I did a grad school!

Hello my long ignored blog. I apologize for not writing more, but not being in France and having a TAPIF focused (initially) blog made it weird. I didn’t want to make it weird… now it’s weird.

I’m revamping this little blog space to go along with my exciting movements forward in life.

I got into Graduate school! After many months of writing, and stressing I’ve heard from the schools I applied to and will be attending UW for a Masters in TESOL. I’m really excited that someone wanted me! I really had no idea what I was doing while looking into and applying to grad school. I just knew I wanted something within the scope of education. It’s one of the only things I really feel passionately about. Teaching is one of the few skills I will boast about.

So here I am. Starting a new exciting education adventure. I’ve also been working at a great bilingual school in Seattle; exercising my french and tesol skills on the daily.

I can’t wait to share more about my adventures in grad school, life post-TAPIF, and fun lessons and stories about my kids at school.

Thanks for sticking around.


The Emma-pire Strikes Back

Remember that one time I said I’ve have guest bloggers? Well, I’m finally having another guest post from the same lovely who wrote the first one, Emma! This is her short reflection on being back home and how convenient it can be. I can’t help, but agree with a lot of her points. Except the ground floor first floor thing, I’ve always thought the french were crazy for that point. You can find her other post here!

I have hit a momentous mark in being home from France: As of today, it has been one month and ten days. And I have to admit, I’m starting to feel a bit more… normal. I know that everyone talks about how hard it is coming back to the U.S. after being away for an extended period of time, but I always forget how true it is. And even though it has been a month and ten days, and I can maintain a conversation without taking too much time to find the right words, there are still a few quirks about the American lifestyle that I still haven’t gotten used to. Again.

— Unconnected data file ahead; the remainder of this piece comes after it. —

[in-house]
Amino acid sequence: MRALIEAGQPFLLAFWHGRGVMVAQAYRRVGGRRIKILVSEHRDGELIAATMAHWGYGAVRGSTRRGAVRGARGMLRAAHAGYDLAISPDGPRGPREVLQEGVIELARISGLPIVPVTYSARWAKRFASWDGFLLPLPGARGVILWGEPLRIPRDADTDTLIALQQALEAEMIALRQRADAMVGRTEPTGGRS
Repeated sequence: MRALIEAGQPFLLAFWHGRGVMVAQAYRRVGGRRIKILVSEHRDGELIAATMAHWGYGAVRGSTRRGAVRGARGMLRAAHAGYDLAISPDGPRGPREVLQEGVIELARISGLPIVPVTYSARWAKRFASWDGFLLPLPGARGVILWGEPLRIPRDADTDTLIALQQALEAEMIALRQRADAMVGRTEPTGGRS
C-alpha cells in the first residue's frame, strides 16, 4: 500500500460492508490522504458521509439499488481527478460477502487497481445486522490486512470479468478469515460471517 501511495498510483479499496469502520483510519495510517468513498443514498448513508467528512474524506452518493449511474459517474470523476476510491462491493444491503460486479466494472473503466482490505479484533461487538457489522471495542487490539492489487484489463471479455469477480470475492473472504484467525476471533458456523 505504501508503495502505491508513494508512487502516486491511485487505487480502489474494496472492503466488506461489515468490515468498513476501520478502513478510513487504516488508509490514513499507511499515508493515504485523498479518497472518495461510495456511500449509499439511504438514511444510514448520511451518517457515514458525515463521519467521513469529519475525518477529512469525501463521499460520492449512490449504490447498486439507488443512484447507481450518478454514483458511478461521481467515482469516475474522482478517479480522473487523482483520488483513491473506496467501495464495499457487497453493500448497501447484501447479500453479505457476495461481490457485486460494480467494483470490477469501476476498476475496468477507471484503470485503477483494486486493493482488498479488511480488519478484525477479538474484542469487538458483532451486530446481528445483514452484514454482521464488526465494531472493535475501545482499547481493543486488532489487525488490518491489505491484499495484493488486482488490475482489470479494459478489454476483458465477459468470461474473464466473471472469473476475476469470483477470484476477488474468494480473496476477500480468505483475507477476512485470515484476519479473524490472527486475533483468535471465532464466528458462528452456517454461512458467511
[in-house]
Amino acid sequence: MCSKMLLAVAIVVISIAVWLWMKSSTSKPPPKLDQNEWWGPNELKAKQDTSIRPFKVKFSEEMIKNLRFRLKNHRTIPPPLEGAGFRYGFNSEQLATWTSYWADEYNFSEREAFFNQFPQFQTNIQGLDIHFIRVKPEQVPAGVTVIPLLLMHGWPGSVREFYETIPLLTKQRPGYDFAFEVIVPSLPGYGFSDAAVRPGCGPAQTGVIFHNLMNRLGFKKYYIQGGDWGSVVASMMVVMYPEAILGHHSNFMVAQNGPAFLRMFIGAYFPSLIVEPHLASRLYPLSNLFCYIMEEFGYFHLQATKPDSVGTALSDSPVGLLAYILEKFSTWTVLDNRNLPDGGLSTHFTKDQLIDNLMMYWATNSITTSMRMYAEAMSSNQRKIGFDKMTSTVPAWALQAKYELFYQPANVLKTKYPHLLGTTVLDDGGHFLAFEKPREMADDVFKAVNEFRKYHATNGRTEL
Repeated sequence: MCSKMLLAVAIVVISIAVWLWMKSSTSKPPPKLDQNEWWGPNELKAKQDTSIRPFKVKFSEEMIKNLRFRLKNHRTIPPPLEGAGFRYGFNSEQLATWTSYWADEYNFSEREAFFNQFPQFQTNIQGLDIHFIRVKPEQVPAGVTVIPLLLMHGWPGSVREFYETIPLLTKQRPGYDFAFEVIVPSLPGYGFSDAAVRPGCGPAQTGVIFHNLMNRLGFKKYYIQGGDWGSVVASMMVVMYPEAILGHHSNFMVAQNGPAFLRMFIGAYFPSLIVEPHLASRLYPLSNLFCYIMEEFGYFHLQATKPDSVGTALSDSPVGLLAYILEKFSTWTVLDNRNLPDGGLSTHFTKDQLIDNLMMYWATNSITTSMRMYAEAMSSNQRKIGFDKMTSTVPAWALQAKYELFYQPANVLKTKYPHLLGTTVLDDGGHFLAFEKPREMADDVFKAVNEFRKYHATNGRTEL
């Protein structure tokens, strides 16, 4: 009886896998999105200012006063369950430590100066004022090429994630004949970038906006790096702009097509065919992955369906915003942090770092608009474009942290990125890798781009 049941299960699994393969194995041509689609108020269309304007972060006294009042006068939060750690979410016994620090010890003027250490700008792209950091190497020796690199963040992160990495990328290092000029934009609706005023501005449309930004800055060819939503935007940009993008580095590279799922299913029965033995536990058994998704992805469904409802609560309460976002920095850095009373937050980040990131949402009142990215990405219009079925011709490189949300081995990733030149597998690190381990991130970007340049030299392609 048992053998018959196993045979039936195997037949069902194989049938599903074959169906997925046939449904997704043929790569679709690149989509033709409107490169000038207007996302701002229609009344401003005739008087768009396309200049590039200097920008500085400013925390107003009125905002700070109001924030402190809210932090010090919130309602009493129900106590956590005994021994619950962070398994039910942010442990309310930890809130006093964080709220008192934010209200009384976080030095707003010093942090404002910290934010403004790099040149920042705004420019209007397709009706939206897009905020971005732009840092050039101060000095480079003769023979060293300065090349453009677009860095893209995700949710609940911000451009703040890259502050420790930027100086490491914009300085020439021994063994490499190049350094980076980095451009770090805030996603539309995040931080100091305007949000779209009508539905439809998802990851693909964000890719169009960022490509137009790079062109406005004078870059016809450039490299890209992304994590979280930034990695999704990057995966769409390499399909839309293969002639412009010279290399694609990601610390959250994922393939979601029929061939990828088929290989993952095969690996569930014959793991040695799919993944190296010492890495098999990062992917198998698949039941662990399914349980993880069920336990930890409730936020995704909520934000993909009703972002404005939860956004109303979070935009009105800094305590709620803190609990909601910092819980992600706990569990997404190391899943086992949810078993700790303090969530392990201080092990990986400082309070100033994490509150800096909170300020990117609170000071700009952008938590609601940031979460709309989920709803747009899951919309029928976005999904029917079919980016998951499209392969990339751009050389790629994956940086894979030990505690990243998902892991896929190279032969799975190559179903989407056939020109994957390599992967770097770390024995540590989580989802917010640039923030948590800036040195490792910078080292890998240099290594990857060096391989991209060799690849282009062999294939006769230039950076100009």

1) The ground floor is also the first floor: After spending all that time in France thinking “Ok, so I have to go to the fifth floor, which is actually the sixth floor”, I now find myself climbing one flight of stairs, looking at the 2 marked on the wall and thinking “How funny. They skipped a floor and didn’t realize.” I’ve been thinking this subconsciously for the past month and ten days, and finally today it hit me: “No, stupid. You’re doing it wrong”. Good.
2) Six o’clock a.m. wake-up calls: Not from my alarm. No. Even though I now have a job (yes it’s temporary, but I’m proud and will shamelessly advertise this fact in this post!) and am taking classes, I really don’t have to be anywhere until noon. Even with a few hours in the morning to run or (more frequently) plan classes and do homework, I still don’t set my alarm until a leisurely 7:30. But without fail, 6:00 hits, and I’m wide awake. I can’t get out of bed on principle; I need my eight (ok, seven) hours! So I just… lay there. I mean, I’ve been sleeping on this schedule for the past 23 some odd years of my life. Why would nine months take all of that away from me? It’s cruel.
3) The radio: I can understand it. I mean, I did reach a level of comprehension in French that allowed me to understand just about everything (even group conversation of five or more people! Again, excuse me for my hubris), but I had forgotten the ease of driving around with NPR, understanding all the witty banter and inside cultural jokes and twists. Word-play is one of the most underrated arts in today’s era, but boy do you appreciate it after the pathetic puns you try to make in a foreign language (e.g. when trying to get a child to eat a kiwi- It’s a kiOUI, not a kiNON).